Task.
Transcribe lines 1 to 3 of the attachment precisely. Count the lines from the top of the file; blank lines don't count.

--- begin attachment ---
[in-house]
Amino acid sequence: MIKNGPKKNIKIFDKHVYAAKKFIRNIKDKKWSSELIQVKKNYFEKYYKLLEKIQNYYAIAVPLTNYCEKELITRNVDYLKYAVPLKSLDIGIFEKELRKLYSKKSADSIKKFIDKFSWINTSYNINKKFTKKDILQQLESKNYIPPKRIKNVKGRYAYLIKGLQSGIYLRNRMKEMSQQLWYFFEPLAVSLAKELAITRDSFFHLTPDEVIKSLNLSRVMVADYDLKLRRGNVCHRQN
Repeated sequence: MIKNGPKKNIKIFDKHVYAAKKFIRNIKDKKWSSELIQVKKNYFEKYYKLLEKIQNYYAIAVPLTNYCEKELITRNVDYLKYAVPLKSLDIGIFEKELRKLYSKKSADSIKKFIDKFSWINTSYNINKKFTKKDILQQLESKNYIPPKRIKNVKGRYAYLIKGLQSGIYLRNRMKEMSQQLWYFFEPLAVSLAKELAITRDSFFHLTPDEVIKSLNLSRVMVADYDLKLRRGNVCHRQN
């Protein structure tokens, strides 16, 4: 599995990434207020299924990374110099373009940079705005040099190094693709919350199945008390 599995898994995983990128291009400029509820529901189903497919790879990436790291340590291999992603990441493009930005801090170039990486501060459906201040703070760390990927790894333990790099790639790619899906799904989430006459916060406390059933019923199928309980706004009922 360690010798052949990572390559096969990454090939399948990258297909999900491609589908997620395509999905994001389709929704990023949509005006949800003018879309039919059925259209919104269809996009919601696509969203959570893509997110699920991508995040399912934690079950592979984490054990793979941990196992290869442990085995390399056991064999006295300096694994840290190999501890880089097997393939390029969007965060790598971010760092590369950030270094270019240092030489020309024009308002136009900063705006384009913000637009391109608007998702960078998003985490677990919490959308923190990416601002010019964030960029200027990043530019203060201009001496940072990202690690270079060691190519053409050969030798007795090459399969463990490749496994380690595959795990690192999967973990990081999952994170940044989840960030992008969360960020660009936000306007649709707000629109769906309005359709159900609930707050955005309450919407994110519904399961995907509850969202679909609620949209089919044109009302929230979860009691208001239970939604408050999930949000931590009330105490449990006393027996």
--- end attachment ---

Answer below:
[in-house]
Amino acid sequence: MIKNGPKKNIKIFDKHVYAAKKFIRNIKDKKWSSELIQVKKNYFEKYYKLLEKIQNYYAIAVPLTNYCEKELITRNVDYLKYAVPLKSLDIGIFEKELRKLYSKKSADSIKKFIDKFSWINTSYNINKKFTKKDILQQLESKNYIPPKRIKNVKGRYAYLIKGLQSGIYLRNRMKEMSQQLWYFFEPLAVSLAKELAITRDSFFHLTPDEVIKSLNLSRVMVADYDLKLRRGNVCHRQN
Repeated sequence: MIKNGPKKNIKIFDKHVYAAKKFIRNIKDKKWSSELIQVKKNYFEKYYKLLEKIQNYYAIAVPLTNYCEKELITRNVDYLKYAVPLKSLDIGIFEKELRKLYSKKSADSIKKFIDKFSWINTSYNINKKFTKKDILQQLESKNYIPPKRIKNVKGRYAYLIKGLQSGIYLRNRMKEMSQQLWYFFEPLAVSLAKELAITRDSFFHLTPDEVIKSLNLSRVMVADYDLKLRRGNVCHRQN